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Rick Renteria won Cubs managerial job despite being confined to home following hip surgery

Mark Townsend
Big League Stew

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(USA Today)

When the Chicago Cubs hired Rick Renteria as their new manager on Nov. 6, we weren't aware of the unusual and somewhat inconvenient process his suitors had to go through just to arrange and carry out their interviews.

As MLB.com's Corey Brock reported on Saturday, it turns out the 51-year-old former major leaguer was basically confined to his home in Temecula, California for six weeks following hip replacement surgery on Oct. 4. Renteria knew throughout the season that surgery would likely be required as his discomfort continued to build. He figured taking care of it first thing in the offseason would be the best course of action, since he could lay low at home while recovering.

What he didn't anticipate, however, was the overwhelming interest he'd draw as a managerial candidate and how his condition could effect his chances.

Here's what Renteria told Brock about his predicament:

"The funny thing is, I didn't actually know," Renteria said. "I got a call the day I was going into surgery. I spoke with [Padres general manager Josh Byrnes] and he said the Cubs were interested in interviewing me for the position.

"I then talked to Jed and I told him I couldn't travel for six weeks. And he said maybe they could come out to see me."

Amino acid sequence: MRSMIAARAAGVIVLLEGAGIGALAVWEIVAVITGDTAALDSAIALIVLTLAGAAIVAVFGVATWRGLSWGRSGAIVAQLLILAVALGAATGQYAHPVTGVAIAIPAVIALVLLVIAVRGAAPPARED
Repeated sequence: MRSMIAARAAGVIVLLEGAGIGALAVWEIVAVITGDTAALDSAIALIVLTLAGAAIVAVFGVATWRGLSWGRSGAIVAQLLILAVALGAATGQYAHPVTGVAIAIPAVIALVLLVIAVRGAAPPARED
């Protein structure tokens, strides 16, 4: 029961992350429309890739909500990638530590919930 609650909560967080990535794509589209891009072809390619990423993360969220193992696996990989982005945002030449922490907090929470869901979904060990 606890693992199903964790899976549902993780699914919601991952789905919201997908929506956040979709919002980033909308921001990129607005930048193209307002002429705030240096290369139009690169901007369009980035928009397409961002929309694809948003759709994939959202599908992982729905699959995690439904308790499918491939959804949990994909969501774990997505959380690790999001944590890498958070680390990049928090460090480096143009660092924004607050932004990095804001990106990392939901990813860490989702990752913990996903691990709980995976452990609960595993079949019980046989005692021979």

Fortunately for Renteria, that's exactly what happened. The Cubs contingent led by Theo Epstein and general manager Jed Hoyer made the trek to Temecula just 10 days after his surgery to begin the interview process. Representatives from the Detroit Tigers and Seattle Mariners would also travel to his home in the weeks that followed, but ultimately went in different directions leaving the Cubs as the final vacancy to be filled.

Despite Renteria's physical limitations at the time, Chicago left their initial six-hour interview impressed with his approach to baseball, his ideas, and perhaps even his determination to get around the house despite being so early in his recovery.

"I was pretty limited, but I was able to walk with a walker," Renteria said. "I've been doing my exercises twice a day to get the muscles reacclimated to the movement. I live in the two-story house, so I've had to use the handrail and go one step at a time.

"I think they [doctors] have a saying ... good foot up, bad foot down."

Renteria undoubtedly put his best foot forward, as Corey Brock said it, in the interview process. From a fashion standpoint, however, he didn't have much time to prepare and wasn't really in condition to dress up anyway.

"At that point, I'm just wearing loose sweats," Renteria said. "They started asking me different questions: How do you deal with players? How I would handle different situations."

The time passed quickly, so much so that the trio essentially forgot about lunch. That's when Renteria's wife, Ilene, intervened.

"She suggested that we do something [for lunch], so I said that we should get something from one of the local places," Renteria said. "She decided to go to Panera."

Needless to say, you don't hear about many job interviews playing out the way this one did. But hey, it worked for Renteria. Now the Cubs will hope it works for them, too, and that Renteria and their developing core of young talent meshes well together in the years to come.

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Mark Townsend is a writer for Big League Stew on Yahoo Sports. Have a tip? Email him at bigleaguestew@yahoo.com or follow him on Twitter!

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